- Hebrew: גָּדוֹל (he) m (gadól), כַּבִּיר (he) m (kabbír)
- Hungarian: nagy (hu)
- Icelandic: stór (is) m, mikill (is) m
- Ido: granda (io)
- Indonesian: besar (id)
- Irish: mór, ábhal
- Italian: grande (it)
- Japanese: 大きい (ja) (ōkii), 巨大な (ja) (kyodai na), 偉大 (ja) (idai)
- Korean: 크다 (ko) (keuda)
- Sorani: مهزن (ku) (mezn)
- Latin: magnus (la), grandis
- Latvian: liels m, dižs m, varens m
- Lithuanian: didelis (lt)
- Macedonian: голем m (golem)
- Maore Comorian: -ɓole (bole)
- Maori: mokorahi, mokotahi
- Mizo: ropui, lian
- Mongolian: их (mn) (ih)
- Navajo: tsoh
- Neapolitan: gruosso
- North Frisian: (Föhr-Amrum) grat
- Novial: grandi
- Old Church Slavonic: великъ (velikŭ)
- Old English: miċel
- Old Norse: stórr m, mikill m
- Pashto: ستر (ps) (stër), لوی (loi)
- Persian: بزرگ (fa) (bozorg), سترگ (fa) (setorg), عظیم (fa) (azim)
- Polish: wielki (pl)
- Portuguese: grande (pt), grandioso (pt), enorme (pt)
- Quechua: hatun (qu)
- Rapa Nui: nui
- Romanian: mare (ro)
- Russian: вели́кий (ru) (velíkij)
- Scots: great, muckle, unco
- Cyrillic: вѐлик, голем
- Roman: vèlik (sh), golem (sh)
- Slovak: veľký (sk)
- Slovene: velik (sl)
- Spanish: gran (es), grande (es)
- Swedish: stor (sv)
- Tajik: бузург (tg) (buzurg)
- Turkish: çok büyük, büyük (tr)
- Ukrainian: вели́кий (velýkyj)
- Vietnamese: vĩ đại (vi), tuyệt quá
- Welsh: mawr (cy)
- West Frisian: grut (fy)
- Arabic: رَائِع (ar) (rāʾiʿ), عَظِيم (ar) (ʿaẓīm)
- Syriac: ܪܒܐ m (rabā’)
- Hebrew: רבא m (rabā’)
- Armenian: հոյակապ (hy) (hoyakap)
- Belarusian: выда́тны (vydátny), цудо́ўны (cudóŭny)
- Bulgarian: чуде́сен (bg) (čudésen), отли́чен (bg) (otlíčen)
- Catalan: genial, fabulós
- Mandarin: 很好 (hěnhǎo), 不錯 (zh), 不错 (zh) (búcuò), 棒 (zh) (bàng), 卓越 (zh) (zhuóyuè)
- Czech: skvělý (cs) m
- Dutch: heerlijk (nl), prachtig (nl)
- Esperanto: bonega (eo)
- Finnish: erinomainen (fi)
- French: excellent (fr), super (fr), formidable (fr)
- Georgian: შესანიშნავი (šesanišnavi), საუცხოო (saucxoo)
- German: großartig (de), schön (de), fein (de), wundervoll (de)
- Greek: εξαιρετικός (el) (exairetikós)
- Hebrew: (please verify) מעולֵה m (meʿule), (please verify) מעולָה f (meʿulɑ)
- נהדר m (nehedɑr), נהדרת f (nehederet)
- נפלא (he) m (niflɑ), נפלאה f (niflɑʾɑ)
- Hungarian: nagyszerű (hu)
- Ido: (please verify) brava (io), (please verify) tre bona
- Italian: bene (it)
- Japanese: 凄い (ja) (sugoi), すばらしい (ja) (subarashii), 素敵な (ja) (suteki na), 壮大な (ja) (sōdai na)
- Korean: 대단하다 (ko) (daedanhada)
- Sorani: زۆر چاک (ku) (zor çak)
- Latin: magnus (la)
- Latvian: lielisks, izcils
- Lithuanian: puikus, nuostabus (lt)
- Macedonian: одличен (odličen)
- Mizo: ropui, ţha
- Bokmål: kjempebra (no)
- Nynorsk: kjempebra
- Occitan: formidable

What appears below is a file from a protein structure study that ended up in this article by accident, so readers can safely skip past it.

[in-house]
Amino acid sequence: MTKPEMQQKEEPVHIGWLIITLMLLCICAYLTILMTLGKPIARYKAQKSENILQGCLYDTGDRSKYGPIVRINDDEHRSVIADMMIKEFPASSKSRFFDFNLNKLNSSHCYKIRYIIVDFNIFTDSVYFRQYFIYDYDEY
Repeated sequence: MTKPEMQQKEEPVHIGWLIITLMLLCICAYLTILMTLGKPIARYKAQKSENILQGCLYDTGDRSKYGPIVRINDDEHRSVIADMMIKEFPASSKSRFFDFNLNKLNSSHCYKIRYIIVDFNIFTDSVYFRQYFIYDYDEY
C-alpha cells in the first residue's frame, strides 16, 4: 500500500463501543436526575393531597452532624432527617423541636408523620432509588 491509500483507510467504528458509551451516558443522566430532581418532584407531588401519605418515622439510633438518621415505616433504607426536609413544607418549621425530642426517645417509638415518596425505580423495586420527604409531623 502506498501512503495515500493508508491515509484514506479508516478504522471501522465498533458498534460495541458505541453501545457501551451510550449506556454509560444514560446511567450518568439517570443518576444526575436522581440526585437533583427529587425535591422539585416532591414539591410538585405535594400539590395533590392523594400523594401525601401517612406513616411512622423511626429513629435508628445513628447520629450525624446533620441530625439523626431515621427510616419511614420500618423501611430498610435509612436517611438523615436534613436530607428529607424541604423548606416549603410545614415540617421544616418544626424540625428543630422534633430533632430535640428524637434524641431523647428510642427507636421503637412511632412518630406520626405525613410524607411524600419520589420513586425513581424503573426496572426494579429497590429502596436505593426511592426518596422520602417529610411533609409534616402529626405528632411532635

- Pashto: غوره (ps) (ǧwara)
- Persian: عالی (fa) ('âli)
- Polish: wspaniały (pl) m, świetny (pl) m
- Portuguese: ótimo (pt) m
- Romanian: superb (ro) m or n, minunat (ro) m or n, foarte bun m or n
- Russian: прекра́сный (ru) (prekrásnyj), отли́чный (ru) (otlíčnyj), замеча́тельный (ru) (zamečátelʹnyj), великоле́пный (ru) (velikolépnyj), чуде́сный (ru) (čudésnyj)
- Scots: gey
- Cyrillic: одличан, изврстан
- Roman: odličan (sh), izvrstan (sh)
- Slovak: skvelý
- Slovene: odličen
- Spanish: formidable (es), muy bueno
- Swedish: jättebra (sv)
- Ukrainian: прекра́сний (prekrásnyj), чудо́вий (čudóvyj), чуде́сний (čudésnyj)
- Vietnamese: tuyệt (vi)
- Welsh: gwych (cy), grêt
- The translations below need to be checked and inserted above into the appropriate translation tables, removing any numbers. Numbers do not necessarily match those in definitions. See instructions at Wiktionary:Entry layout#Translations.
Translations to be checked
- Expression of gladness and content about something.
- Great! Thanks for the wonderful work.
- sarcastic inversion thereof.
- Oh, great! I just dumped all 500 sheets of the manuscript all over and now I have to put them back in order.
great (plural greats)
- A person of major significance, accomplishment or acclaim.
- Newton and Einstein are two of the greats of the history of science.
- 2019, Daniel Taylor, Lionel Messi magic puts Barcelona in command of semi-final with Liverpool (in The Guardian, 1 May 2019)
- Sadio Mané wasted a glorious chance in the first half and, late on, Mohamed Salah turned his shot against a post after a goal-line clearance had spun his way. That, in a nutshell, perhaps sums up the difference between Messi and the players on the next rung below – the ones who can be described as great footballers without necessarily being football greats.
- (music) The main division in a pipe organ, usually the loudest division.
- (person of major significance, accomplishment or acclaim): mediocre
person of major significance, accomplishment or acclaim
great (not comparable)
- very well (in a very satisfactory manner)
- Those mechanical colored pencils work great because they don't have to be sharpened.
From Proto-Germanic *grautaz (“big in size, coarse, coarse grained”), from Proto-Indo-European *ghrewə- (“to fell, put down, fall in”). Cognate with Old Saxon grōt (“large, thick, coarse, stour”), Old High German grōz (“large, thick, coarse”), Old English grot (“particle”). More at groat.
- great, massive
- thick; stout
Declension of great — Strong
Declension of great — Weak